Posted by Chanel Dubofsky
In this latest dispatch from my brain, I’m thinking about appearance and power. A good friend of mine has been reporting getting harassed on her street a lot lately, and wondering it’s happening to her. In my head, there are two main themes in regard to this. The first is the power men claim and exercise over women’s bodies, in this case manifesting in cat calling, staring and shouting at women as they walk down the street. You are mine to be consumed, this says. Your body is not your own property and I can’t/won’t control myself, even for the three seconds in which you are passing me on the sidewalk, from reminding you of that.
The second piece is more formidable and complicated. Once, I was on the street with a friend of mine who, in my mind, is empirically beautiful. As we passed a group of men, they hollered, sucked their teeth, and leered. My friend ignored them and kept walking, and while I resisted my urge to turn and scream at them. At the same time, I thought, why aren’t they leering at me?
It’s disgusting, I know. Street harassment, or any harassment for that matter, isn’t about finding someone attractive, it’s about power. This trope, this weird, depressing longing, is such a great example of how women evaluate themselves via the gaze and attention of men. I’ve experienced quite a bit of harassment on the street, and every time it’s happened, I’ve wanted to run, sob, throw things, and scream. Once, in college, I got into an elevator in the library that had a group of men in it. They stared at each other, then me, and began to close in so that I would have been pinned against the wall of the elevator had the doors not opened on the next floor. As I ran down the stairs, I was not thinking, I’m so glad they found me attractive enough to possibly rape.
Women’s appearance and sexuality, like it or not, is for consumption, and the experience of being vulnerable to that consumption has been, for me, unnerving. It’s not solely based in the gaze of men, women have absorbed this power as well, although it manifests in a very different way. I’m thinking specifically to the way my sexuality is evaluated, as in, what sexuality people think I am because of what I am or am not wearing (my gender presentation, if you will). People are generally confused by me. I do not shave body hair. I wear lipstick and glasses. I like cardigans and Chuck Taylors and my hair, which is longish (and unwieldy, since I cut it myself) is usually pulled back. I wear the same pants day after day. I’m not skinny, or tall, and I have what my other Jewish female friends and I recognize as stereotypically large Jewish breasts. In other words, I dress so that I feel comfortable, and if I’m comfortable, I feel good, most of the time. I do not dress to impress men, which for most of my life, was not something I even thought was important, until I reached a certain age and consciousness.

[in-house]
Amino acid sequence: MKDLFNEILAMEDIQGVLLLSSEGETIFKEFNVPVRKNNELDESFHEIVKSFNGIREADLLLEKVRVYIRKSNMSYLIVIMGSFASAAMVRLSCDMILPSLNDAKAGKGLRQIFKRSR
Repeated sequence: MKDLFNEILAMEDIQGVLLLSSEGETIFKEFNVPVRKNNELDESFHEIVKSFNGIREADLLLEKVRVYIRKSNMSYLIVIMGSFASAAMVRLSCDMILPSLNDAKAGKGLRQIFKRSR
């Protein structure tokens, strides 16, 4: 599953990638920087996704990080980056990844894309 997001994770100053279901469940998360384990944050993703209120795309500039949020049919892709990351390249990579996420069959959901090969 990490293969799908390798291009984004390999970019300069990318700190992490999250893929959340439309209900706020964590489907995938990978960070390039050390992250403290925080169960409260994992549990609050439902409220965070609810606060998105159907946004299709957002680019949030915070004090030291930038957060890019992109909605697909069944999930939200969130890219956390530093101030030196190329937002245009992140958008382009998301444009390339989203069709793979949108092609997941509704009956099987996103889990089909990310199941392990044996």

Recently, I was at a gathering of Jewish radical feminists, folks who were involved in organizations like SNCC, Red Stockings, the Weathermen, New York Radical Feminists, and the Jane Collective. I thought about the ideas of these women as being dowdy, unkempt, and unattractive, how their work was often derided and minimized because they didn’t wear make up or dress up. Their energy was elsewhere, to be sure, but there was also most certainly a political agenda behind it, one that made the mainstream and patriarchy crazy. If, as a woman, you aren’t devoting at least a portion of your energy to getting and holding the attention of men, your heterosexuality is considered suspect. The question is, what’s at stake? Among many things, the ability to be our authentic selves while moving through the world with our safety and livelihood in tact.
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April 20, 2011 | 12:59 pm
Posted by Lia Mandelbaum